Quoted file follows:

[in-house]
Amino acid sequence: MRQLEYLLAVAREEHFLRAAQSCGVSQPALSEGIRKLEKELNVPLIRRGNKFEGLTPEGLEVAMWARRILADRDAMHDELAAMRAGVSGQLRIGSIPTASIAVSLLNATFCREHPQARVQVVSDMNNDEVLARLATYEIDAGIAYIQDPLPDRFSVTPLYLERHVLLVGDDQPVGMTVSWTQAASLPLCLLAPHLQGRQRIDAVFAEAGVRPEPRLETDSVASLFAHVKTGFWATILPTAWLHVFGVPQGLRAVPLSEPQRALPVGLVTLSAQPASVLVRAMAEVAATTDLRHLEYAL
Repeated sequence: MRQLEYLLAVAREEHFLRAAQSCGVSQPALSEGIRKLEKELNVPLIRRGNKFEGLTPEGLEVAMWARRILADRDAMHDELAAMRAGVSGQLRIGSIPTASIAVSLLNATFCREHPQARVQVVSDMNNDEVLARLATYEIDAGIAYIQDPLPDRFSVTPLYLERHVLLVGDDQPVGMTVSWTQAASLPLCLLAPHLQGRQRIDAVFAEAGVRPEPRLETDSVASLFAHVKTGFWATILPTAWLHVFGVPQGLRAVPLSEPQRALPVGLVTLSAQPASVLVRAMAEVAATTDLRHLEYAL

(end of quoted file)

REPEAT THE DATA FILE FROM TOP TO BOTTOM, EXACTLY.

[in-house]
Amino acid sequence: MRQLEYLLAVAREEHFLRAAQSCGVSQPALSEGIRKLEKELNVPLIRRGNKFEGLTPEGLEVAMWARRILADRDAMHDELAAMRAGVSGQLRIGSIPTASIAVSLLNATFCREHPQARVQVVSDMNNDEVLARLATYEIDAGIAYIQDPLPDRFSVTPLYLERHVLLVGDDQPVGMTVSWTQAASLPLCLLAPHLQGRQRIDAVFAEAGVRPEPRLETDSVASLFAHVKTGFWATILPTAWLHVFGVPQGLRAVPLSEPQRALPVGLVTLSAQPASVLVRAMAEVAATTDLRHLEYAL
Repeated sequence: MRQLEYLLAVAREEHFLRAAQSCGVSQPALSEGIRKLEKELNVPLIRRGNKFEGLTPEGLEVAMWARRILADRDAMHDELAAMRAGVSGQLRIGSIPTASIAVSLLNATFCREHPQARVQVVSDMNNDEVLARLATYEIDAGIAYIQDPLPDRFSVTPLYLERHVLLVGDDQPVGMTVSWTQAASLPLCLLAPHLQGRQRIDAVFAEAGVRPEPRLETDSVASLFAHVKTGFWATILPTAWLHVFGVPQGLRAVPLSEPQRALPVGLVTLSAQPASVLVRAMAEVAATTDLRHLEYAL